The churchyard features a range of varied habitats, from
the tall mature Yew trees Taxus buccata to dense hedgerows of
hawthorn with ivy growing through them, and open grassland.
If you look closely in the tussocky grass at the northern end of the churchyard you
can see runs possibly made by field voles, bank voles and wood mice. Moles are also
evident from time to time - look out for their molehills! You may spot the tracks of
larger mammals such as foxes or badgers - and may even be lucky enough to catch
a glimpse of them. Amphibians including frogs and toads are regular visitors, and the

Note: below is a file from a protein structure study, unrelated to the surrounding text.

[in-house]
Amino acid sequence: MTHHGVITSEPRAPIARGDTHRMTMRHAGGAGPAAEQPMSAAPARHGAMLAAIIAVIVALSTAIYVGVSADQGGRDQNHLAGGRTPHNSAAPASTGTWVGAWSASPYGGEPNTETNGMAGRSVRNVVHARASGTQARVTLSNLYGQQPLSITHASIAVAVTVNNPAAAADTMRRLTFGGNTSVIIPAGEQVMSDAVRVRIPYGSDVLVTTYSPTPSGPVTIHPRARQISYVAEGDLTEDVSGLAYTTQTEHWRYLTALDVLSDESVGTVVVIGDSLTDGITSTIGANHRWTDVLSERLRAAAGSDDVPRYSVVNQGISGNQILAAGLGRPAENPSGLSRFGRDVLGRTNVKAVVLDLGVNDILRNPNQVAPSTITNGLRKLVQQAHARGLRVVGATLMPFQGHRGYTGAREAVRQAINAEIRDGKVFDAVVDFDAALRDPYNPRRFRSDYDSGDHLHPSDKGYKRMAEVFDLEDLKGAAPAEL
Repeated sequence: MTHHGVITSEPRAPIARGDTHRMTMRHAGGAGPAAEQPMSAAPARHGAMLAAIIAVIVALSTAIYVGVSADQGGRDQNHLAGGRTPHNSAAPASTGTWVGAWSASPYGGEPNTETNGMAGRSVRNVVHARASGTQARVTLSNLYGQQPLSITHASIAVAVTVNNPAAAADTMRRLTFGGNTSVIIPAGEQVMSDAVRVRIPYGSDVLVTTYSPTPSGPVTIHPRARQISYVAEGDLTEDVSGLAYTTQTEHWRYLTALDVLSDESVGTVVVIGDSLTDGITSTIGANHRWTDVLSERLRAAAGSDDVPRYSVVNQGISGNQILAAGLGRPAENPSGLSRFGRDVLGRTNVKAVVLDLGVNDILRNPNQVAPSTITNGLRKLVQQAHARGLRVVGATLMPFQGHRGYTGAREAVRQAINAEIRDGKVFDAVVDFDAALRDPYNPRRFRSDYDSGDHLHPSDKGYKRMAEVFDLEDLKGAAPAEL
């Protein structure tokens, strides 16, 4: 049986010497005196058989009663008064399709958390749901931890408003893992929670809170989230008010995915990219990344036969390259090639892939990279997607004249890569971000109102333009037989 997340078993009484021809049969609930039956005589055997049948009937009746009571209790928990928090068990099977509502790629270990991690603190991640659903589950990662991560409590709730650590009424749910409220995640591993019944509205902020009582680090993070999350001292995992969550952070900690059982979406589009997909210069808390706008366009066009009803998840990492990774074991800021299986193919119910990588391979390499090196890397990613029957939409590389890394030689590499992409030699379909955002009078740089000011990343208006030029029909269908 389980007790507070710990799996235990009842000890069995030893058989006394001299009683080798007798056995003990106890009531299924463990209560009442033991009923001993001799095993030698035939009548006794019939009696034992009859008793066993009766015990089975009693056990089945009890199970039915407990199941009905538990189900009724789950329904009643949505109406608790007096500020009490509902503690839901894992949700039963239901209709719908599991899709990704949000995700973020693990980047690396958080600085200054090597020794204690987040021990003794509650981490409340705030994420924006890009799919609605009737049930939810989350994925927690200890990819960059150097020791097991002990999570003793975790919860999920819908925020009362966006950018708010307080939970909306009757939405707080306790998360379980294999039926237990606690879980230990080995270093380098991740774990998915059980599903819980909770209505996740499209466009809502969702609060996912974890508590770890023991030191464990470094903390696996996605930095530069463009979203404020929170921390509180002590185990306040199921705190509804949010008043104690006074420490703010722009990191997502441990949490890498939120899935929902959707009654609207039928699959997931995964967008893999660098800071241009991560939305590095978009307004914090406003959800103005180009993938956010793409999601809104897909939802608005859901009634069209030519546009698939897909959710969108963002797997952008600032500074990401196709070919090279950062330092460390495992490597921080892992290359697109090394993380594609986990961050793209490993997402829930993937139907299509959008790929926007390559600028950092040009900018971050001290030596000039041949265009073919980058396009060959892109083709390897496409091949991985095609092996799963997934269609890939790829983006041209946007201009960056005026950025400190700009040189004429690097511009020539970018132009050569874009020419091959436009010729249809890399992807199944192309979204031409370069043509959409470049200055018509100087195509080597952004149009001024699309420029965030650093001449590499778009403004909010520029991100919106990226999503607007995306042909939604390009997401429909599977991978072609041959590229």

area has a colony of Great Crested Newts - a protected species.
Bumblebees, butterflies and birds abound. Bumblebees nest underground - often in
the disused homes of small mammals. Butterflies are attracted by the wild flowers,
and birds by the insects, the abundant seeds and the variety of nesting places. Look
out for the Jackdaws Corvus monedula - a small black crow with a grey neck, seen
all year round in pairs or groups. It’s quite an acrobatic flier!